Here we will engage and activate local community in weed control activities to protect pockets of remnant bush that were unburnt, and remove seedlings growing back in severely burnt forests. Community building and long term community resilience locally, as well as offering opportunities for people from SA or other states to travel to Kangaroo Island to engage in recovery activities. Activities will benefit threatened species such as: the Kangaroo Island Dunnart, Kangaroo Island Glossy Black-Cockatoo, and Koalas (note: the southern Koala population is not listed as threatened).


Glossy Black Cockatoo - Image by David Cook

Glossy Black Cockatoo – Image by David Cook


“The 2019-20 bushfire season is still raw in the hearts and minds of millions of Australians and there is still a lot of work that needs to be done to support the recovery of our communities and the habitats of our native species. We are grateful to have Boral as our National Bushfire Recovery Partner. With their funding and support we are able to continue our recovery efforts and support the healing and restoration of our communities.”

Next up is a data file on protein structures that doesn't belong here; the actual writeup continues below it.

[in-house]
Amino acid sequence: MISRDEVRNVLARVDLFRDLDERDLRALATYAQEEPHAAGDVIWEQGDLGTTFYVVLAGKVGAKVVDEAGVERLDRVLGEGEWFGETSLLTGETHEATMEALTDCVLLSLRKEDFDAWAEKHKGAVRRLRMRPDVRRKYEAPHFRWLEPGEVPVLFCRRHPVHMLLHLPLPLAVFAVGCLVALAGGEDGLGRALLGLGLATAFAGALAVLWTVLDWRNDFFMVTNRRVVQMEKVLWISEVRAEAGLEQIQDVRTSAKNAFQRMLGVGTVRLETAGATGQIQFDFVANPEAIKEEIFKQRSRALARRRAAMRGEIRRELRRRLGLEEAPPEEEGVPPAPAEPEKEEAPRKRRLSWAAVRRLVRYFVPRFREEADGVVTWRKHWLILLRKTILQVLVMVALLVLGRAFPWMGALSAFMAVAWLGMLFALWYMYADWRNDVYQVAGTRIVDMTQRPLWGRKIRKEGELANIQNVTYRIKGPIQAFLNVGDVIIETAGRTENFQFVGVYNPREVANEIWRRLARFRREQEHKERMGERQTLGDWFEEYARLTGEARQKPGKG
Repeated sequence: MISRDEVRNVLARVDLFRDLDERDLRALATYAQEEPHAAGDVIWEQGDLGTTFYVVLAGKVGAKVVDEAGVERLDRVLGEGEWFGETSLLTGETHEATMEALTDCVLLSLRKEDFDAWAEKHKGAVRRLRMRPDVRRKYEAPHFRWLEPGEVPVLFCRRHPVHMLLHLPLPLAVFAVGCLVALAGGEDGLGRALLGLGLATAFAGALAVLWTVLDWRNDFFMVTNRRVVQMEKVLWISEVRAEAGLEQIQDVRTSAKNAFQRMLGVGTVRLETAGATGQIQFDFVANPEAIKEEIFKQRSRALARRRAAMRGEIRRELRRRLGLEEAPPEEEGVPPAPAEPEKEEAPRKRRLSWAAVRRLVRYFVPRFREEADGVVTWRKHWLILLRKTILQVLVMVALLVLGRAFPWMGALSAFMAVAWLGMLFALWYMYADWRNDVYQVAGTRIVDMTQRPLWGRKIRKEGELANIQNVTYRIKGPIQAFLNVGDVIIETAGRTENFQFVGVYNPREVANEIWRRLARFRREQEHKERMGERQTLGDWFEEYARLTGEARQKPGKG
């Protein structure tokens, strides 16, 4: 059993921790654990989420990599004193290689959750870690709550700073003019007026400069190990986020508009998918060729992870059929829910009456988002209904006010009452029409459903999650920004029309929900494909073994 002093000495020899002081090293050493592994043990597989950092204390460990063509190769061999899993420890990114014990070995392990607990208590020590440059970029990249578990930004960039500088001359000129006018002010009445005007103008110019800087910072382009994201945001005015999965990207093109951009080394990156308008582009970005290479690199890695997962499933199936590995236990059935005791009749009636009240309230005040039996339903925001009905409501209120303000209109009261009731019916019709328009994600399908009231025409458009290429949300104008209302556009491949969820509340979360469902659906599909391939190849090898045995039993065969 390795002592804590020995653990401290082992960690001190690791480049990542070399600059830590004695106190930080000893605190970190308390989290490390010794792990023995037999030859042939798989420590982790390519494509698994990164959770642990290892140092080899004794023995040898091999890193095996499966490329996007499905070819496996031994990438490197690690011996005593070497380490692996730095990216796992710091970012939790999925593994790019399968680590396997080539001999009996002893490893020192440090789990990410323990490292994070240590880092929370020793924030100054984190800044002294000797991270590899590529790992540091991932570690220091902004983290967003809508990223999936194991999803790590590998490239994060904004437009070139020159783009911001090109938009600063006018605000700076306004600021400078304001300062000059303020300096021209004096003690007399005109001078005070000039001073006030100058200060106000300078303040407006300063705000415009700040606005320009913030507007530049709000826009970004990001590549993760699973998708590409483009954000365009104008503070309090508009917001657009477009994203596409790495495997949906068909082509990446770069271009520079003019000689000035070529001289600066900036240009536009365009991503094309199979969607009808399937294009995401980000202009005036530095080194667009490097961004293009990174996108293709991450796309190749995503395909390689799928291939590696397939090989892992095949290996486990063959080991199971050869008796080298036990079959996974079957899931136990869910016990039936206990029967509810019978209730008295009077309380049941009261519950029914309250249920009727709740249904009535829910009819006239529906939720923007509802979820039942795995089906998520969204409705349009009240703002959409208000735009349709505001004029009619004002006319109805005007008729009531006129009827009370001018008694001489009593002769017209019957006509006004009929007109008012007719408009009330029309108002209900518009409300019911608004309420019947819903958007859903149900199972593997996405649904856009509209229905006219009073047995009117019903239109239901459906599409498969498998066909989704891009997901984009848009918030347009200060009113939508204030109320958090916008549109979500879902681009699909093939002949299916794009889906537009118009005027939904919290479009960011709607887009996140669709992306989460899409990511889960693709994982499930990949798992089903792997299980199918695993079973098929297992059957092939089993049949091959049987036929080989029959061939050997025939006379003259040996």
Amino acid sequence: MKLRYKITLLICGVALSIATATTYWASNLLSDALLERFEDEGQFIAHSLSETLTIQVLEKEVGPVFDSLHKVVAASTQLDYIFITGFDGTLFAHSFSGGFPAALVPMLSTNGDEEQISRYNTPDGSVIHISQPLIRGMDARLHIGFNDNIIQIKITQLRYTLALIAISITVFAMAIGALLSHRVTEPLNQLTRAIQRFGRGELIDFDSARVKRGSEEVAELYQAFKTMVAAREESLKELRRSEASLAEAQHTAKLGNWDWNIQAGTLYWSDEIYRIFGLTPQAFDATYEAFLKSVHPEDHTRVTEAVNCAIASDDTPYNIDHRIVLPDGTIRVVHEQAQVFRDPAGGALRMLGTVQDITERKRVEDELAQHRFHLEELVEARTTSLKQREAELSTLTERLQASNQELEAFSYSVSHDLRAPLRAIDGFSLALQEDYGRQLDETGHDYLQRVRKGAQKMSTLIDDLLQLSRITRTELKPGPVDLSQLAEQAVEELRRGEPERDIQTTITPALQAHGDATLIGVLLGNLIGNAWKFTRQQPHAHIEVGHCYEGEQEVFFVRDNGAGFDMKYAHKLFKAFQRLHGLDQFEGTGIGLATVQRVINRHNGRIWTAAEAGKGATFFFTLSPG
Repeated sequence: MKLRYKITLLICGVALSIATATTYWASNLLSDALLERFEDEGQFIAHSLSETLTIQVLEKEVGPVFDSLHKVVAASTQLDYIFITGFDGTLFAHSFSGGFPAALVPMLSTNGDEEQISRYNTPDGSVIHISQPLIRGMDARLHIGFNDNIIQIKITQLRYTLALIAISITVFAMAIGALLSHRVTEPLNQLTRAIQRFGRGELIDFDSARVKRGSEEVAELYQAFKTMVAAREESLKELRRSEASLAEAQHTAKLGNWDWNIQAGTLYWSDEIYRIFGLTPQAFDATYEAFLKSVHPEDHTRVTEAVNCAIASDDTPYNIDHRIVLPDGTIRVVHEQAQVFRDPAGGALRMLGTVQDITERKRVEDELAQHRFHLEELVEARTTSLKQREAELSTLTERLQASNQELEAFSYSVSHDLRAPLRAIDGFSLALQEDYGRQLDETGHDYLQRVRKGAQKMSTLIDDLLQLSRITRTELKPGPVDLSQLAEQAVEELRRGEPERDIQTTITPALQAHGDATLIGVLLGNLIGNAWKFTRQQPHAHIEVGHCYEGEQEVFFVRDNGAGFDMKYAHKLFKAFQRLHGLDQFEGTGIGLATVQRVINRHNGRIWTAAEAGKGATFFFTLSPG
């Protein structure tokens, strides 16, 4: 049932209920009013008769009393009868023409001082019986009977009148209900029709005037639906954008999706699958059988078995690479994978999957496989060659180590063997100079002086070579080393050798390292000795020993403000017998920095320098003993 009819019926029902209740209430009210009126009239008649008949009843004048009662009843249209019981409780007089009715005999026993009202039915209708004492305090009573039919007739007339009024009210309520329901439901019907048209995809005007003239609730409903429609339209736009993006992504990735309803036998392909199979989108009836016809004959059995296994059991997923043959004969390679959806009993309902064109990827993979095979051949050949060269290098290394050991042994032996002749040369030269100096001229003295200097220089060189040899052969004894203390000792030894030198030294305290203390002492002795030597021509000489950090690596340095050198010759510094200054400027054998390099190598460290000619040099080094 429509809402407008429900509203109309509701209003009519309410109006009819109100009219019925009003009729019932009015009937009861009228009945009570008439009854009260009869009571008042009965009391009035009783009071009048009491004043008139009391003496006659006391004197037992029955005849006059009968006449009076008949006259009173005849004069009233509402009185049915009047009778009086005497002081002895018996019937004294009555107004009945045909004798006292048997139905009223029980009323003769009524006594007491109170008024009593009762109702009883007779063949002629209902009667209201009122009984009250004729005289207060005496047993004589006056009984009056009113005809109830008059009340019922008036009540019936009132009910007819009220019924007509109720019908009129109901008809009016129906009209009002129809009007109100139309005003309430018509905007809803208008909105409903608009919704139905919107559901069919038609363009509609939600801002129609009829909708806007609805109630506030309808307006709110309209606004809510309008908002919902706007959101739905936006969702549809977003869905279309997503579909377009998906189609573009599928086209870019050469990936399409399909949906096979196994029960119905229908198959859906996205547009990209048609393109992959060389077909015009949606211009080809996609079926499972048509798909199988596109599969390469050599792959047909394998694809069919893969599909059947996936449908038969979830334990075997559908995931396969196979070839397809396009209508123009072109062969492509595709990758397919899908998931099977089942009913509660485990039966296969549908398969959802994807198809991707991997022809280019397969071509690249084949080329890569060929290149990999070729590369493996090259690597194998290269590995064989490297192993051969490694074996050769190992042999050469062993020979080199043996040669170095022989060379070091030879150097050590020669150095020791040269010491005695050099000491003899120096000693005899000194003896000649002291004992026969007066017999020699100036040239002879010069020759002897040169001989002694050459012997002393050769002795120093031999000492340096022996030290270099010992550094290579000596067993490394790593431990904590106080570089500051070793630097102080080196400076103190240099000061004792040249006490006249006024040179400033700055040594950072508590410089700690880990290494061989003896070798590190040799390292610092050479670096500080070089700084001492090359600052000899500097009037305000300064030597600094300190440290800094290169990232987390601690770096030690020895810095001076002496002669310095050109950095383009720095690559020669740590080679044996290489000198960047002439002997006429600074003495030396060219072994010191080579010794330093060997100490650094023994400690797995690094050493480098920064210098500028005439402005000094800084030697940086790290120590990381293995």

– Phil Harrison, CEO of Conservation Volunteers Australia


We look forward to working with these communities in the months ahead, and making a difference to bushfire recovery for threatened species and their habitats, and the communities and individuals who get involved in the recovery efforts.

To get involved in any of these projects, jump into our volunteering hub and search for the regions mentioned above.

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To get involved in any of the projects above, jump into our volunteering hub and search for the regions or "bushfire"